Mucormycosis in COVID-19: Mucormycosis was seen in COVID-19 patients who had a history of trauma, diabetes mellitus (DM) and prolonged neutropenia. Symptoms included pain and redness around the eyes, black scabbing around the nose, fever, shortness of breath (SOB) and altered mental state. Diagnosis of mucormycosis is based on the results of direct microscopy or plus fluorescent brighteners from sputum specimens. Skin lesions of non-septate mucorales hyphae with a variable width of 6-16µm are also a diagnostic criterion for mucormycosis. Amphotericin B lipid complex, liposomal amphotericin B and posaconazole oral suspension are given as first-line antifungal drug therapy.5

Aspergillosis in COVID-19: Aspergillosis infection, when accompanied with chronic obstructive pulmonary disease (COPD), caused serious life-threatening condition in COVID-19 patients. Symptoms of aspergillosis are blurred vision, chest pain, headache, pneumonia, and blood in the sputum. Diagnosis of aspergillosis is done with microscopic or histological intervention. Microscopic examination is done with the optical brightener methods, using calcofluor or blankophor fluorescent dyes. For the assessment of histological parameters, culture is done on fungus-specific media at 37OC for 2-5 days. For treatment and prophylaxis of aspergillosis, triazoles (itraconazole, voriconazole, posaconazole and esaconazole) are recommended.5

 

Candida albicans infection in premalignant lesions:

 

C. albicans infection has been associated with the development of oral premalignant lesions as it was found to be an underlying cause of oral leukoplakia and due to its correlation with oral epithelial dysplasia (Table). Candida-infected oral leukoplakia has a higher rate of malignant transformation than non-infected leukoplakia.6,7 Apart from leukoplakia, C. albicans has also been demonstrated in cases of erythroleukoplakia. Candida infection appears as secondary or superinfection in case of erythroleukoplakia, and studies suggested that the red component of erythroplakia diminished after treatment with antifungal drugs.8,9

 

 

 

Inflammatory markers in premalignant lesions:

 

Cytokines are a large group of proteins that are known to be involved in autocrine, paracrine and endocrine signalling as immunomodulating agents. Interleukin-1 (IL-1), IL-6, IL-8, cyclooxygenase-2 (Cox-2) and tumour necrosis factor-alpha (TNF-α) belong to the category of cytokines which contribute through their leukocyte chemotaxis activity to immunoregulatory processes. The function of IL-1beta, IL-6, IL-8 and TNF-α is to promote inflammation whereas IL-10 is anti-inflammatory in nature. By means of an arachidonic acid pathway, the two known isoforms of cyclooxygenase (Cox), Cox-1 and Cox-2, induce pain and inflammation.10 Inflammatory markers, MMP-9 and IL-17, are specifically proposed as prognostic biomarkers in the development of oral squamous cell carcinoma (OSCC). It had been observed in a clinical study that supernatants and blood serums of patients with leukoplakia, erythroplakia and oral submucous fibrosis had increased levels of IL-17 and MMP-9, and exhibited a potential towards malignancy. Hence, the presence of IL-17 and MMP-9 is related with poor clinical outcomes, including decreased survival.11 The expression of transforming growth factor-alpha (TGF-α) and epidermal growth factor receptor (EGFR) was up-regulated in oral leukoplakia and oral submucous fibrosis. Therefore, EGFR and TGF-α are considered early biomarkers of malignancy in oral leukoplakia and epithelial dysplasia. Research has shown that in multiple cases of head and neck carcinomas, the levels of EGFR is increased, showing its potential role in a cascade of malignancy as it effects cell cycle progression, apoptosis, angiogenesis and metastasis.12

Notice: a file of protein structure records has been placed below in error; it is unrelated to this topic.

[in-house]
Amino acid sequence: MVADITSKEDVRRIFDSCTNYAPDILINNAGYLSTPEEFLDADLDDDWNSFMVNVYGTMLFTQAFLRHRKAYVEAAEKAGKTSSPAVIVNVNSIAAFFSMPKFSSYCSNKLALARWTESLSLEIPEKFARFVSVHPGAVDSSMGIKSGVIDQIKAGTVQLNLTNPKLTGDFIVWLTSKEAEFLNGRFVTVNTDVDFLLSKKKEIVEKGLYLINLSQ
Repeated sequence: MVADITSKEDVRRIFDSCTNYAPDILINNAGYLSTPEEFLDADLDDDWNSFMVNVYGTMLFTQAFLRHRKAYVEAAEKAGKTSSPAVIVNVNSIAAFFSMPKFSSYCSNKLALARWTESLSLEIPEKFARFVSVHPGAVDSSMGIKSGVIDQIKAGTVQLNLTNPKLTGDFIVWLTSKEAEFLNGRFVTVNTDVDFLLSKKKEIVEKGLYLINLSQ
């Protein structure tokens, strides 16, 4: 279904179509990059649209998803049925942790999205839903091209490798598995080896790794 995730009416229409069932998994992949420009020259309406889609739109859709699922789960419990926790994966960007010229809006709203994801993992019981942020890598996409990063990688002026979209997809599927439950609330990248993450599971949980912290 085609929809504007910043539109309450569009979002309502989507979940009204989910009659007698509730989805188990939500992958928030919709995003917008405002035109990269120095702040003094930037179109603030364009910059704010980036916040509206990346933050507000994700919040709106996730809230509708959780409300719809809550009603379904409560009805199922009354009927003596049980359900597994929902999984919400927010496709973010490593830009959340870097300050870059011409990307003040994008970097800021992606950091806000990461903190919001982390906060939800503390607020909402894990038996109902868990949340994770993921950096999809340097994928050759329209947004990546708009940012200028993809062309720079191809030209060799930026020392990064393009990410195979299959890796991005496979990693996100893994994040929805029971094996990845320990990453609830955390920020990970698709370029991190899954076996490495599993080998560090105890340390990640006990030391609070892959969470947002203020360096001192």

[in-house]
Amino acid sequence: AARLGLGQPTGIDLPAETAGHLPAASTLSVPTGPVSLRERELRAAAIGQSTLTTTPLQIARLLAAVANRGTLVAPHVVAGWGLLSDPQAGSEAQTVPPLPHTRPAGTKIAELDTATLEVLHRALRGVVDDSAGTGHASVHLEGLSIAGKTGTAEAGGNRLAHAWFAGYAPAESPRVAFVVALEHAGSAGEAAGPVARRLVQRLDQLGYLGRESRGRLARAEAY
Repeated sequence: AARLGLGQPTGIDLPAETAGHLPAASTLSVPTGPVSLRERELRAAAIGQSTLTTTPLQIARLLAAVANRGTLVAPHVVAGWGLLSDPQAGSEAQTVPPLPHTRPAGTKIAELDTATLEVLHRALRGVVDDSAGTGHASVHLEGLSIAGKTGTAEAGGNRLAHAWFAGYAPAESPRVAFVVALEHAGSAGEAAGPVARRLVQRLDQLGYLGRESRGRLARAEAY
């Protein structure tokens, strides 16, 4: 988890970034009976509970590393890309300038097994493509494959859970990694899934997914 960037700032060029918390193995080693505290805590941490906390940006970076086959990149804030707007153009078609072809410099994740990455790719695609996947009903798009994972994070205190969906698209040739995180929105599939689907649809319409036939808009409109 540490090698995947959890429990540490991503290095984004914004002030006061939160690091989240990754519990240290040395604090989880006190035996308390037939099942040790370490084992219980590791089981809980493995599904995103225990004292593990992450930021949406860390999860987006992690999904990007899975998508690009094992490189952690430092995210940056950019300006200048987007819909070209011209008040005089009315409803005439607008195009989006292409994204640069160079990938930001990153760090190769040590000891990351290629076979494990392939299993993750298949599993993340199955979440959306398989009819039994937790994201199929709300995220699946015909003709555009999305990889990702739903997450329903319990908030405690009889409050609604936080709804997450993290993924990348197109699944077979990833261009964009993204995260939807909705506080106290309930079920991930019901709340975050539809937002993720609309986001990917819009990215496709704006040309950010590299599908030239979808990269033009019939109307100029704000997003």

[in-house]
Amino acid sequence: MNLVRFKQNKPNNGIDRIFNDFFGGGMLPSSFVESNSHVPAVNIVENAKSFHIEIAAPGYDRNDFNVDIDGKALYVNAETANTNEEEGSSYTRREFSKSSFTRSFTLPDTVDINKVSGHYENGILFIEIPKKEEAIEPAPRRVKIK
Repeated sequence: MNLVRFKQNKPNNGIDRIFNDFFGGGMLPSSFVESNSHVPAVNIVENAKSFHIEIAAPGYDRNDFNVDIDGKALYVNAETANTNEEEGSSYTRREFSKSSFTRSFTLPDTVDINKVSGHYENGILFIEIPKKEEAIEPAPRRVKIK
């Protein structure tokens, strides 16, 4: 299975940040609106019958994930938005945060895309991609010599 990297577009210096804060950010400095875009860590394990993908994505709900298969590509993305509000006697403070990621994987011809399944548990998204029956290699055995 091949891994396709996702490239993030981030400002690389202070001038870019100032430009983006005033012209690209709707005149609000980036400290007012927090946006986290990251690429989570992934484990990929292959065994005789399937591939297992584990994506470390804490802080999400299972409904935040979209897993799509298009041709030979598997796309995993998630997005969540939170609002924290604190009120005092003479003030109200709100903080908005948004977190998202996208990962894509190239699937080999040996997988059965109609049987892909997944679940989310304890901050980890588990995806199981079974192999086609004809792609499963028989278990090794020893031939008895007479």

Matrix metalloproteinases in premalignant lesions:

 

Matrix metalloproteinases are considered a large family of zinc-dependent endopeptidases that are largely responsible for the degradation of all extracellular matrix (ECM) proteins and components of basement membrane in both physiological conditions (embryonic development, reproduction, angiogenesis, bone development, cell migration and wound healing) and pathological conditions (arthritis and metastasis).13 MMP-9, known as gelatinase B, is the largest member of the gene family, and well-established evidence is available that proves the overexpression of MMP-9 in oral leukoplakia and erythroplakia.14 Oral premalignant lesions, such as leukoplakia and erythroplakia, show progression towards oral cancer by degradation of collagen IV, elastin and fibronectin through the action of MMP-9.15 MMP-9 has been the centre of attention as a potential biomarker of leukoplakia and erythroplakia, and has been quantitatively measured in saliva and serum of oral potential malignant disorder (OPMD). A study showed that MMP-9 directly targeted the meshwork of type IV collagen along with collagen type V, VII and X, fibronectin and elastin. This breakdown of meshwork of collagen facilitates the invasion and metastasis of tumour.16